Viewer's Discretion: A dark look at 1980s British culture
Imagine living in a dystopian society. If you lived in England in the 1980s, and you weren't of a certain class, you didn't have to imagine, you were there. The view on the street was a lot worse than the one presented in the media there, full of Mrs. Thatcher's control as a solution for prosperity, and glittery pop stars that had nothing to do with your life. The road from 1977 and Johnny Rotten singing about no future was a straight one. Nothing had changed but the publicity.
Celebrating the people stricken by this reality is Shane Meadows' "This Is England," which started life as a standalone film about a kid named Shaun (Thomas Turgoose) who becomes involved with a Nazi skinhead. A TV-series trilogy sequel followed, of which "This Is England '86" is the first, featuring Meadows teaming-up with screenwriter Jack Thorne to flesh out and extend the concepts in a wide-reaching and wholly original drama. The series catches up with Shaun, now a typical British teenager who struggles to navigate an England that offers no desirable future and while he also has to come to terms with the fact life moves on for his widow mother (Jo Hartley).
It also marks Shaun's first encounter after several years with the group of skinheads he encountered in the film, who changed his life following the death of his father in the Falklands. All victims of a country living a patriotic lie while it's citizens face hopelessness, we find the skinhead group surviving and moving past the violent traumas of the first film. Notably Woody (the lively and magnetic Joseph Gilgun) and Lol (Vicky McClure) are preparing to get married, though there are some bumps ahead in their relationship as they transition into the realities of adulthood.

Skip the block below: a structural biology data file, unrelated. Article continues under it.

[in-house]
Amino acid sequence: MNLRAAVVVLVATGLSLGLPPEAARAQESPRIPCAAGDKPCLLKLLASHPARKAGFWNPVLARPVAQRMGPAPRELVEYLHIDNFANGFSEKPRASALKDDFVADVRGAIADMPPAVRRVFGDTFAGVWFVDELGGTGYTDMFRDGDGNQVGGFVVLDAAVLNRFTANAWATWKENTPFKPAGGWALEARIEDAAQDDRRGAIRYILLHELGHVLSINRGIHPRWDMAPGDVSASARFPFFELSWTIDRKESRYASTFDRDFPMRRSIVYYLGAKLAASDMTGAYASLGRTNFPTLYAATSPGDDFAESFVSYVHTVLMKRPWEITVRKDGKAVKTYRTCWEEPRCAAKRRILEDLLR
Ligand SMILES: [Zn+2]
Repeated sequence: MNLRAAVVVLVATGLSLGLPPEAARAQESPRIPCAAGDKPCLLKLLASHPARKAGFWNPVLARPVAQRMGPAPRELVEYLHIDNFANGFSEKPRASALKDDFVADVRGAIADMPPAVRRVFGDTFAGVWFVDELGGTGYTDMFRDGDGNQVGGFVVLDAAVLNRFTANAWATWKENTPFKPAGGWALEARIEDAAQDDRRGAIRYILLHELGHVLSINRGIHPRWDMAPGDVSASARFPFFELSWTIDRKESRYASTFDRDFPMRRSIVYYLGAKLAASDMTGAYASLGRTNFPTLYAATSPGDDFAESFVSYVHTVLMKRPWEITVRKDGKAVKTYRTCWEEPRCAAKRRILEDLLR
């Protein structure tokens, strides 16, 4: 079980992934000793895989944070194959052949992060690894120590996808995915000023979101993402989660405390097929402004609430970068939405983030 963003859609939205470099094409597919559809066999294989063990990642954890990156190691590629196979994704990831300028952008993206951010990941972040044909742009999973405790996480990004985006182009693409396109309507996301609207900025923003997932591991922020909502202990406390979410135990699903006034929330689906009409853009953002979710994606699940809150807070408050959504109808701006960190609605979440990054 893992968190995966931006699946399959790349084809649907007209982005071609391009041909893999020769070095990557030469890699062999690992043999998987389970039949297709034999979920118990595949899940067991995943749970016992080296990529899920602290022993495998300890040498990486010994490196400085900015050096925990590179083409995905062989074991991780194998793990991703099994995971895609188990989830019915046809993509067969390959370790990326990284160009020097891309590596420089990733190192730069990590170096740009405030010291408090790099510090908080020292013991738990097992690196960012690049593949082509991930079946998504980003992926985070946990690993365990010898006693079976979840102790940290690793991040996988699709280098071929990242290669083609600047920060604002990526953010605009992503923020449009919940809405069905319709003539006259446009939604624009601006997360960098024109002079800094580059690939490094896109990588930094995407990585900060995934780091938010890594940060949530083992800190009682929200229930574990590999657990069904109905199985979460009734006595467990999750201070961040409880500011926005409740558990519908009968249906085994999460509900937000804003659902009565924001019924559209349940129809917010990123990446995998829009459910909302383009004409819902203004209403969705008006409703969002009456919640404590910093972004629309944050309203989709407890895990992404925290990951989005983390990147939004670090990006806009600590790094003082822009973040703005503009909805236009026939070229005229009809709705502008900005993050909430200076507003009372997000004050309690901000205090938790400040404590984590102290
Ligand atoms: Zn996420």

There's a darker trauma on the horizon for Lol, as well. Her father, Mick, (Johnny Harris at his most disturbing) has returned to make good with his family, though Lol rejects him. That's because there's a monster lurking within him, one that Lol has faced too many times before, and the intensity of it functions as an overwhelming political and social parable, as well as a manifestation of national decay and a personal nightmare, careening into two immensely disturbing scenes that are as crucial as they are hard to watch. But if the ugliness portrayed in these scenes threaten to overtake the show in tone and message, that never materializes. Meadows understands that life is a collision of emotions, overruling each other in impact constantly.
"This Is England" is television like you've never encountered: at one moment, a madcap punk rock romp, while the next a vicious and terrifying portrayal of assault and the psychological cancer lurking at the center of British life. It's the series' ability to mix these two, and multiple other circumstances, to acknowledge that life is neither happy nor sad, good nor bad, thrilling nor nightmarish, but a cascading combination of all of these, the important point being that so many people don't control which circumstance they encounter. Most people, particularly in oppressive societies and suffering from economical disadvantage, are just on a ride that they don't control. And there are parts of what "This Is England" shows that feels more like a mirror than a camera.
It's the kind of show that will destroy your heart even as it affirms life for you.
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